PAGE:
As we close in on its two-year anniversary, Spark NLP is proving itself a viable option for enterprise use.
In July 2016, I broached the idea for an NLP library aimed at Apache Spark users to my friend David Talby. A little over a year later, Talby and his collaborators announced the release of Spark NLP. They described the motivation behind the project in their announcement post and in this accompanying podcast that Talby and I wrote, as well as in this recent post comparing popular open source NLP libraries. [Full disclosure: I’m an advisor to Databricks, the startup founded by the team that originated Apache Spark.]
As we close in on the two-year anniversary of the project, I asked Talby where interest in the project has come from, and he graciously shared geo-demographic data of visitors to the project’s homepage:
Figure 1. Spark NLP geo-demographic data of visitors. Slide by Ben Lorica, data courtesy of David Talby.
Of the thousands of visitors to the site: 44% are from the Americas, 24% from Asia-Pacific, and the remaining 22% are based in the EMEA region.
Many of these site visitors are turning into users of the project. In our recent survey AI Adoption in the Enterprise, quite a few respondents signalled that they were giving Spark NLP a try. The project also garnered top prize—based on a tally of votes cast by Strata Data Conference attendees—in the open source category at the Strata Data awards in March.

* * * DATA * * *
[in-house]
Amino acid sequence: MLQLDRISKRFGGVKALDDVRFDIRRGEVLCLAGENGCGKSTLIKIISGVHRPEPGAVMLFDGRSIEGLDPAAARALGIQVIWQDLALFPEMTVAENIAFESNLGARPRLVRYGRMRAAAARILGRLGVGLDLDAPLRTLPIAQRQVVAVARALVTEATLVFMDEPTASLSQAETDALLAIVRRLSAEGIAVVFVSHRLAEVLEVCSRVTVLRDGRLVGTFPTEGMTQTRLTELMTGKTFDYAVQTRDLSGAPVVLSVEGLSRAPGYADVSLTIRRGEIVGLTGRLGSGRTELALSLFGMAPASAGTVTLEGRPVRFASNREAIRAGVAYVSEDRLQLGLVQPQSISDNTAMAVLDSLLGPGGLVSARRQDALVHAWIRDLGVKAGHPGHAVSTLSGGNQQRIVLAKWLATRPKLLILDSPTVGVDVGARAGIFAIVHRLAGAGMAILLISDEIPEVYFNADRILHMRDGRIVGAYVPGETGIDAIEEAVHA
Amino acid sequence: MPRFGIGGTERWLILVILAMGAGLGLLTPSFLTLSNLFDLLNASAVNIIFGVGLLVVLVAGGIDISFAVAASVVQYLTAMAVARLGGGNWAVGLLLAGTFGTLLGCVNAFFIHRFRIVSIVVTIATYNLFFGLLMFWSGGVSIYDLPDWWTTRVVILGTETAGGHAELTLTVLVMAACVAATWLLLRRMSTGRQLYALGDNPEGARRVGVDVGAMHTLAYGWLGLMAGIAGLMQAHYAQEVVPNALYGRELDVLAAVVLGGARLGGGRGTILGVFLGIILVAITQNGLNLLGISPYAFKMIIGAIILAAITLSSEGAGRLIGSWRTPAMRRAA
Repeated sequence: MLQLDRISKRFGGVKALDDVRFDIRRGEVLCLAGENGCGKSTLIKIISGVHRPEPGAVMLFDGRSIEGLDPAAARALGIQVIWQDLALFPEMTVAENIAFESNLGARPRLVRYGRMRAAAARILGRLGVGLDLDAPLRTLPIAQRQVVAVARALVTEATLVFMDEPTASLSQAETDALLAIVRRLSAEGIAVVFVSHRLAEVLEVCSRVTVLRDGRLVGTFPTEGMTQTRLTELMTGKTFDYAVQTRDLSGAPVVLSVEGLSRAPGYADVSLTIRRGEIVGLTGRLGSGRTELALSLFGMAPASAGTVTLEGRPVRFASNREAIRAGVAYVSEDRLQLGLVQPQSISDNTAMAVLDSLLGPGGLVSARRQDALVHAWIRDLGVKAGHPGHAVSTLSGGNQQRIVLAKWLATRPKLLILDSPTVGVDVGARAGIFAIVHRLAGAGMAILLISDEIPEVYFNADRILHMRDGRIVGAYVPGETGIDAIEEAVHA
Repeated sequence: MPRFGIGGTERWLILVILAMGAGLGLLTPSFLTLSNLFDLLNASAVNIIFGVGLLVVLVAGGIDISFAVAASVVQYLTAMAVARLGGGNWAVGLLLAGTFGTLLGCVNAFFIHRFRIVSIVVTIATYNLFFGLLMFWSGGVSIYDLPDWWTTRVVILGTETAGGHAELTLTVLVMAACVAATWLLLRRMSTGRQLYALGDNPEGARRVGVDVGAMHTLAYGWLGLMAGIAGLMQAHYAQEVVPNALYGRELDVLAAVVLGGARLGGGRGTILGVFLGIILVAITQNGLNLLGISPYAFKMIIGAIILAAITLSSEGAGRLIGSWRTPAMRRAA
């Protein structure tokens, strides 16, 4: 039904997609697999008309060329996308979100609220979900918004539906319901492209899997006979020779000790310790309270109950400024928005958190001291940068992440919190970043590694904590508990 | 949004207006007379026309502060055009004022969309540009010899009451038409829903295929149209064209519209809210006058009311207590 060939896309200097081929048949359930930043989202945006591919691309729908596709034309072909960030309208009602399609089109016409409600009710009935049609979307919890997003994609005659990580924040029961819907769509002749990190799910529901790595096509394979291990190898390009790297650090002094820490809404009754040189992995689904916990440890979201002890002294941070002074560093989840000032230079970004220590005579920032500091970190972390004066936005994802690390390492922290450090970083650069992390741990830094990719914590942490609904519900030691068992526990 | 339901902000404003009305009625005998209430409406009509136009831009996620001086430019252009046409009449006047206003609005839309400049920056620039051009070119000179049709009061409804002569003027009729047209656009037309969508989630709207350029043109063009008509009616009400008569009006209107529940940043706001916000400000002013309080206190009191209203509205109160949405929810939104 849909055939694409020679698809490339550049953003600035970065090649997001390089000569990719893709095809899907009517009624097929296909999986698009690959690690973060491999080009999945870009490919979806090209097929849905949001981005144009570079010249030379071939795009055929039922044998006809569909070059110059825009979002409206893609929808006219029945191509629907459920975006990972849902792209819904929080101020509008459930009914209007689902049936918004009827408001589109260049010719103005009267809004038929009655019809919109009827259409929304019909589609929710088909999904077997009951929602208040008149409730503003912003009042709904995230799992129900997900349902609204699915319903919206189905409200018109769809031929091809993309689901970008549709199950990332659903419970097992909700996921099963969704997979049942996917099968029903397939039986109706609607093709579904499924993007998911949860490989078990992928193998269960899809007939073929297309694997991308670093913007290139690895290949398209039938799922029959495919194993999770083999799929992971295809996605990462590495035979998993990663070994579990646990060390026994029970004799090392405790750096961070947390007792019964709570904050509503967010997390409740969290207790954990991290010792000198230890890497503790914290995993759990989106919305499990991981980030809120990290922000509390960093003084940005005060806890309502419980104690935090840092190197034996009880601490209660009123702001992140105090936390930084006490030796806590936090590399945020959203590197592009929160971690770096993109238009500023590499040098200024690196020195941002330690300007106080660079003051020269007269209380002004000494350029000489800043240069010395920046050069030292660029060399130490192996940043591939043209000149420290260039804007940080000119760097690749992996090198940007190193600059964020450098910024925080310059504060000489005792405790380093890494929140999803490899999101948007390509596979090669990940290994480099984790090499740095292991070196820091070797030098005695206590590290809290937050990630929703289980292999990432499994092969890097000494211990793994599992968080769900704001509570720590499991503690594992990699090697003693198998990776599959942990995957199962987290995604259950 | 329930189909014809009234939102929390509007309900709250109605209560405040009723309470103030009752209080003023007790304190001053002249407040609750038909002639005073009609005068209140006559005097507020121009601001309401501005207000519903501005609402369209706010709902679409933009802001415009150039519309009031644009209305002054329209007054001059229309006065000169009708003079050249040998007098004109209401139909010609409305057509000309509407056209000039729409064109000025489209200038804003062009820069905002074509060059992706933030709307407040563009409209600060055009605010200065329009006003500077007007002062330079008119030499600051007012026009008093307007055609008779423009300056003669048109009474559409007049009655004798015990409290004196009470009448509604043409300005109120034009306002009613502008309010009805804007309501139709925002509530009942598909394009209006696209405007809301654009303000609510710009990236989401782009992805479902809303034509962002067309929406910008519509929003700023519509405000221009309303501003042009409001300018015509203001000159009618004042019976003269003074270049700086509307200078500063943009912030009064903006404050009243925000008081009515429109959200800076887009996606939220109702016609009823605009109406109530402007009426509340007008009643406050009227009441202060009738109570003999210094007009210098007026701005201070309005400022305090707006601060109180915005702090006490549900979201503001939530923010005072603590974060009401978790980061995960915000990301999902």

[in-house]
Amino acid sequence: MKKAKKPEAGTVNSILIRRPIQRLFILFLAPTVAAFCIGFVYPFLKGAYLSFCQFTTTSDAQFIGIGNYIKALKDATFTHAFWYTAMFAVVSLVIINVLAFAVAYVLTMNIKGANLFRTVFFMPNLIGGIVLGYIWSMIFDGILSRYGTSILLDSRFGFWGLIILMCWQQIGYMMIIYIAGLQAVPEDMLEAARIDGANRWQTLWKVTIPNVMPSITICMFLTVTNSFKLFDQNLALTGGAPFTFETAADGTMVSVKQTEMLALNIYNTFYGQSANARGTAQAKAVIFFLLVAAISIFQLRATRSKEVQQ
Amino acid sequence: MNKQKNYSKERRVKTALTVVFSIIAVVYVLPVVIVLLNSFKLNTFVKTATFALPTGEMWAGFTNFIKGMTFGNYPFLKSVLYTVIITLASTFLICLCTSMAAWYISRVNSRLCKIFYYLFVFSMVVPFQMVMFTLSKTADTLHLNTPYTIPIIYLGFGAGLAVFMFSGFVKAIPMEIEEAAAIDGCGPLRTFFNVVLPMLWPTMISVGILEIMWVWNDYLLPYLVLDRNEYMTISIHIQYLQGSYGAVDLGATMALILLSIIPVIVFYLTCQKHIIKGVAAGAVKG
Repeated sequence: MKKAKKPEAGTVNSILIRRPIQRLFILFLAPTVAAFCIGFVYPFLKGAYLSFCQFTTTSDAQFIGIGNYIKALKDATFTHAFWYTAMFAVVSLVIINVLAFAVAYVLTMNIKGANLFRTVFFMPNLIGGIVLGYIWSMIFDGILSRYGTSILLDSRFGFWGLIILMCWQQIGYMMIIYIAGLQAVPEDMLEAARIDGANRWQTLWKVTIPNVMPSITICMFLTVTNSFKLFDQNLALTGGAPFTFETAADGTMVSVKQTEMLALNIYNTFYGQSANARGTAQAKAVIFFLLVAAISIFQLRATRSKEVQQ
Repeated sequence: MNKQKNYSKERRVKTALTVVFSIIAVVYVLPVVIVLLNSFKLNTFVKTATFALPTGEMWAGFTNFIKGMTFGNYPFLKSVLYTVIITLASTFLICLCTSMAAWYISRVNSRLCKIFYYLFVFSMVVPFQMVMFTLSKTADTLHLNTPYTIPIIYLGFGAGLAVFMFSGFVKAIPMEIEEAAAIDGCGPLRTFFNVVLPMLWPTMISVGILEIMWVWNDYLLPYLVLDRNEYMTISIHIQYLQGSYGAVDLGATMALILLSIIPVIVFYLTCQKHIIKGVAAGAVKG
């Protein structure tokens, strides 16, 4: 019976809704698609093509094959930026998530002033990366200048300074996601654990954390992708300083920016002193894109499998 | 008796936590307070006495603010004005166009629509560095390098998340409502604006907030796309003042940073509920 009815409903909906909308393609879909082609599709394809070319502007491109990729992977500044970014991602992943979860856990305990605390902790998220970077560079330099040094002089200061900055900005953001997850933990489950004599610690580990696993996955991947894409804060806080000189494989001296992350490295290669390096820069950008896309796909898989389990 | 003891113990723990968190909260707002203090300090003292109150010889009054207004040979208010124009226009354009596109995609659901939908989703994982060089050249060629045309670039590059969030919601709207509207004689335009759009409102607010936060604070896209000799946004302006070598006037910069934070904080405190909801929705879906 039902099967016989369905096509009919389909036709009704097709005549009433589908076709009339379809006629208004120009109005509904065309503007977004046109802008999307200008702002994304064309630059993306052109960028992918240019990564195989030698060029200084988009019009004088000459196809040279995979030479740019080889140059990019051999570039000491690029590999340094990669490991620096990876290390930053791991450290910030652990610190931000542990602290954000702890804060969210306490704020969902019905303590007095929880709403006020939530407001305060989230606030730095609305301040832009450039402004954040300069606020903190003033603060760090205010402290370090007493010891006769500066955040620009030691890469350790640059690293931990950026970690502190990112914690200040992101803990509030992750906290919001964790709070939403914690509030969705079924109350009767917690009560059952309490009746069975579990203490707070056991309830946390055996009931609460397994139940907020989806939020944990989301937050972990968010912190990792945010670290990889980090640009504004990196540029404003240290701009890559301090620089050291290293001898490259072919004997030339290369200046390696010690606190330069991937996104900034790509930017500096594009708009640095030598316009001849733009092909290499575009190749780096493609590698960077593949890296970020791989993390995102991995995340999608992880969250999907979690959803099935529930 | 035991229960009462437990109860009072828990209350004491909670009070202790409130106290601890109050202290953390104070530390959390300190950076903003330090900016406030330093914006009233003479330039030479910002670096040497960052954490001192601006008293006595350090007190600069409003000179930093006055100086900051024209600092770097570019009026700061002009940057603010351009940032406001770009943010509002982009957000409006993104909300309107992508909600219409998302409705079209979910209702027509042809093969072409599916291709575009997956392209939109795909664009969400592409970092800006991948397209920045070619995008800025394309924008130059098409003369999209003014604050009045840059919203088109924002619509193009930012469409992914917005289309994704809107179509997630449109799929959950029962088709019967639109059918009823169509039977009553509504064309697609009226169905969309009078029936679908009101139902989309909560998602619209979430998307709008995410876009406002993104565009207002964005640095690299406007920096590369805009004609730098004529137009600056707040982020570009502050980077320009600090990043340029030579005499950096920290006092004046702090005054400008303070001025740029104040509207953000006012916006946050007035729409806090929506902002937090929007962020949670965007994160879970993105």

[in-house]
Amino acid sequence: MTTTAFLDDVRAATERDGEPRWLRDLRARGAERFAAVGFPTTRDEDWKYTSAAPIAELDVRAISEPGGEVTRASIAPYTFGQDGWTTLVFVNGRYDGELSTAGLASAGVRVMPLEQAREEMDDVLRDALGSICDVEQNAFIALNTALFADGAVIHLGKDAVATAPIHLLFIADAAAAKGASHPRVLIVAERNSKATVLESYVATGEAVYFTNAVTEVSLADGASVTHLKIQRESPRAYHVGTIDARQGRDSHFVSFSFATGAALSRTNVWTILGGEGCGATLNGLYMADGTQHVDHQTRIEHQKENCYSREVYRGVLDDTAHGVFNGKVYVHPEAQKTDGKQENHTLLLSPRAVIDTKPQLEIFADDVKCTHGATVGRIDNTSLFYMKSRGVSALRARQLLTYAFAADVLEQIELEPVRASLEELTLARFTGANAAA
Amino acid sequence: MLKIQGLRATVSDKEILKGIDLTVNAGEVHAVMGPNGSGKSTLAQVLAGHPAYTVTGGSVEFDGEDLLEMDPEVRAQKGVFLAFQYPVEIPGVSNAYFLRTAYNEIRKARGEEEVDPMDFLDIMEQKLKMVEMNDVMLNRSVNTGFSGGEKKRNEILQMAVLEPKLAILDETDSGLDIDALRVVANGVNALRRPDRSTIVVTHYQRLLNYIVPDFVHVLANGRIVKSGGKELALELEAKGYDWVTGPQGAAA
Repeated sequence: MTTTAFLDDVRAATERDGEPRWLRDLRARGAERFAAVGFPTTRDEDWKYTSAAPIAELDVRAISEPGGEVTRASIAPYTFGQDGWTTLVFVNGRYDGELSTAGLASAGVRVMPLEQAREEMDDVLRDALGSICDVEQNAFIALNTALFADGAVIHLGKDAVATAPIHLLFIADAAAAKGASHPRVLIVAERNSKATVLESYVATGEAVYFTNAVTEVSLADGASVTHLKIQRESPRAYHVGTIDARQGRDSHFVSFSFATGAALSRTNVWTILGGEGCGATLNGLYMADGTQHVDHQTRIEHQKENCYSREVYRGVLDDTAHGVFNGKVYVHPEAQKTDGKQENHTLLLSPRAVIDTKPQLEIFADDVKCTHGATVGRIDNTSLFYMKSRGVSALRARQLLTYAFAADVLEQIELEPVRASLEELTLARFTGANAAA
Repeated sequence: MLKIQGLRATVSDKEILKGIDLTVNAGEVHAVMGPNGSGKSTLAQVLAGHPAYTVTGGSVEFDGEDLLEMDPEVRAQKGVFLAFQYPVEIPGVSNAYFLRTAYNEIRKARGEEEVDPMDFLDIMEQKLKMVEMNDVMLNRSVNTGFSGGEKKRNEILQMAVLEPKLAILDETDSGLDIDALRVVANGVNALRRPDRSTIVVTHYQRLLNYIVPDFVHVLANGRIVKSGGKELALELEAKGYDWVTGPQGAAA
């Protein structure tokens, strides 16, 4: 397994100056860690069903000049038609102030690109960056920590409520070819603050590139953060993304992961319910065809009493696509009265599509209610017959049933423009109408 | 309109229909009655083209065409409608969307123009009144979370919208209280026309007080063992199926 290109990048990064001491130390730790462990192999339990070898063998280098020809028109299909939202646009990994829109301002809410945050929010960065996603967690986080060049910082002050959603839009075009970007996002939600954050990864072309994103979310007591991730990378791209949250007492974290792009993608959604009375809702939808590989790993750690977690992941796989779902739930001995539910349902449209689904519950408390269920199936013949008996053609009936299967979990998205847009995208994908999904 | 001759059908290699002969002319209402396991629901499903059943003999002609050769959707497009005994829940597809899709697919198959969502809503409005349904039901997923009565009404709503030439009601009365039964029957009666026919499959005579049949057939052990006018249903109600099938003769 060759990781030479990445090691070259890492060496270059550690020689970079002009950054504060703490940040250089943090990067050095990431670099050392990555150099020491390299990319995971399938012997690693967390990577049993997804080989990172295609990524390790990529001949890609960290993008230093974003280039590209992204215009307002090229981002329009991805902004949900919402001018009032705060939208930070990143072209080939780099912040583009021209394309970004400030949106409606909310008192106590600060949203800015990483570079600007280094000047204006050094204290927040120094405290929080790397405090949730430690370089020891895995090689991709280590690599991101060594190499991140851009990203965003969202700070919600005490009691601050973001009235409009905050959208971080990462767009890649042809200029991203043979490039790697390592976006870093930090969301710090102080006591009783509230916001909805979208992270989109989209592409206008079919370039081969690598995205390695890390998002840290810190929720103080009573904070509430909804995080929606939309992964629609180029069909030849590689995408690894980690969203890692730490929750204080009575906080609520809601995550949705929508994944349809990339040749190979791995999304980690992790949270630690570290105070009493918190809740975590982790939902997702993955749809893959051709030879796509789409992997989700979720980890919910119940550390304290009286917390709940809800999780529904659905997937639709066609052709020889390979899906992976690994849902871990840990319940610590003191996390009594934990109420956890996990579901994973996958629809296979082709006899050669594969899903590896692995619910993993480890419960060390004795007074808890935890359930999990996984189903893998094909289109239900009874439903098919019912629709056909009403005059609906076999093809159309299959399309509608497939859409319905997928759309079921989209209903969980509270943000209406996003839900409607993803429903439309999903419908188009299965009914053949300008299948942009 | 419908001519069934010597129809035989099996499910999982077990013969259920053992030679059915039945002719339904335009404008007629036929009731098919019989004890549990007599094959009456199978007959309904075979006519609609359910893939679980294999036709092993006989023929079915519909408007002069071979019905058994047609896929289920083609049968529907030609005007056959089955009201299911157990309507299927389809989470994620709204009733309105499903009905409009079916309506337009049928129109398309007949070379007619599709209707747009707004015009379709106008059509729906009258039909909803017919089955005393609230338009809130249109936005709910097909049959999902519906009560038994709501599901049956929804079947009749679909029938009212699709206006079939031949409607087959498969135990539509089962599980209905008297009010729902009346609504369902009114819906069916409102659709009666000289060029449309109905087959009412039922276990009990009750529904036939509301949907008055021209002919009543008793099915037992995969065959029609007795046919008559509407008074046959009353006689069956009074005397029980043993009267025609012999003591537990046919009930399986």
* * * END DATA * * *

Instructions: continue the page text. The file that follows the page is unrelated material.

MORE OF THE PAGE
There are many other excellent open source NLP libraries with significant numbers of users—spaCy, OpenNLP, Stanford CoreNLP, NLTK—but at the time when the project started, there seemed to be an opportunity for a library that appealed to users who already had Spark clusters (and needed a scalable solution). While the project started out targeting Apache Spark users, it has evolved to provide simple API’s that get things done in a few lines of code and fully hide Spark under the hood. The library’s Python API now has the most users. Installing Spark NLP is a one-liner operation using
condafor Python, or a single package pull on Java or Scala using maven, sbt, or spark-packages. The library’s documentationhas also grown, and there are public online examples for common tasks like sentiment analysis, named entity recognition, and spell checking. Improvements in documentation, ease-of-use, and its production-ready implementation of key deep learning models, combined with speed, scalability, and accuracy has made Spark NLP a viable option for enterprises needing an NLP library.
For more on Spark NLP, join Talby and his fellow instructors for a three-hour tutorial, Natural language understanding at scale with Spark NLP, at the Strata Data Conference in New York City, September 23-26, 2019.
[A version of the post appears on the O’Reilly Radar.]